The Life of Alimqul
A Native Chronicle of Nineteenth Century Central Asia
Routledge – 2003 – 400 pages
Series: Central Asia Research Forum
This work studies a narrative devoted to the history of the Kokand Khanate, a state that played a great role in Central Asian history in the 18th and 19th centuries, controlling territory equal to continental western Europe, until it was conquered by the Russian Empire in 1876. This unique manuscript, discovered by the editor in Tashkent, is a biography of Alimqul Amir-i Lashkar, Commander-in- Chief of the Kokand army and de facto ruler of the Kokand state in 1863-1865, who died in battle at the age of thirty three. Shortly after his death, Tashkent was captured by Russian troops. The author of this biography was an intimate friend of Alimqul and was actively involved in politics. Includes rare reproduction of Chagatay Turkic text.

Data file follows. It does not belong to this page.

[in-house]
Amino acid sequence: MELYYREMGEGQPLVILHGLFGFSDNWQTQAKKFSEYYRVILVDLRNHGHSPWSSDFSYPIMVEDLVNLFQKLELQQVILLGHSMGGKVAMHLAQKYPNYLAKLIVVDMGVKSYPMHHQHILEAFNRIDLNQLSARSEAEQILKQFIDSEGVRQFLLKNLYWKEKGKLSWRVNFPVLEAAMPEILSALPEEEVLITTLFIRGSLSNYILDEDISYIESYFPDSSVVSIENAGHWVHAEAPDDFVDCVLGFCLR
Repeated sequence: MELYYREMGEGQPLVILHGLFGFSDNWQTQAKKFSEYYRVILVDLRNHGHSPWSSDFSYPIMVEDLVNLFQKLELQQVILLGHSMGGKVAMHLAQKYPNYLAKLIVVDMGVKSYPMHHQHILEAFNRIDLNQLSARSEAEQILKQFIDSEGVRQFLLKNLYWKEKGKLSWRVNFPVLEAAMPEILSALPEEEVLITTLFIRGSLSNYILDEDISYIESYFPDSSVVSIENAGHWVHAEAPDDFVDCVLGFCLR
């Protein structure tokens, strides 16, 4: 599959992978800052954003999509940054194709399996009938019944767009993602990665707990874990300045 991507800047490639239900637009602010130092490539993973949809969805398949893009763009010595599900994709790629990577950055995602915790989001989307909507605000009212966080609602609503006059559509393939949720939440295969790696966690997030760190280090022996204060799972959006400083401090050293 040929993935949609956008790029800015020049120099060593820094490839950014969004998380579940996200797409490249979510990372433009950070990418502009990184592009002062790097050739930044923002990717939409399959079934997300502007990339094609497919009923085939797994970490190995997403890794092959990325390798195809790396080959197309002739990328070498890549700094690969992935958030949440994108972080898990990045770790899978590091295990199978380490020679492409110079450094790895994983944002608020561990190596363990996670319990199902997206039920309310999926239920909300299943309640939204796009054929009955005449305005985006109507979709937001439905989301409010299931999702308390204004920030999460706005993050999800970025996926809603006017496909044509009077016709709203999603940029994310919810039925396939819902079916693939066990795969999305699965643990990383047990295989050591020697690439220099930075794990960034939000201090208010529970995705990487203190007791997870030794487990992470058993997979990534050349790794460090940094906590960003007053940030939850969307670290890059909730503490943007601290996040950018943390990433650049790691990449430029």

'The Life of Alimqul is a valuable and intriguing source not least because of the paucity of accounts of the period actually written by Central Asians. Thus, it provides an alternative to the better-known perspectives of contemporary English and Russian authors writing on the region.' - The Royal Society for Asian Affairs
Introduction: An Unknown Source for the History of the Kokand Khanate in the 19th Century The Biography of `Alimqul Amir-i lakshar: English Translation and Commentaries Appendices: Systematized data from the Biography - I Genealogy, II Chronology, III Prosopography, IV Glossary Bibiliography Indices - I Personal Names, II Geographical Names, III Ethnic and Local Names, IV Terms, V Oriental Sources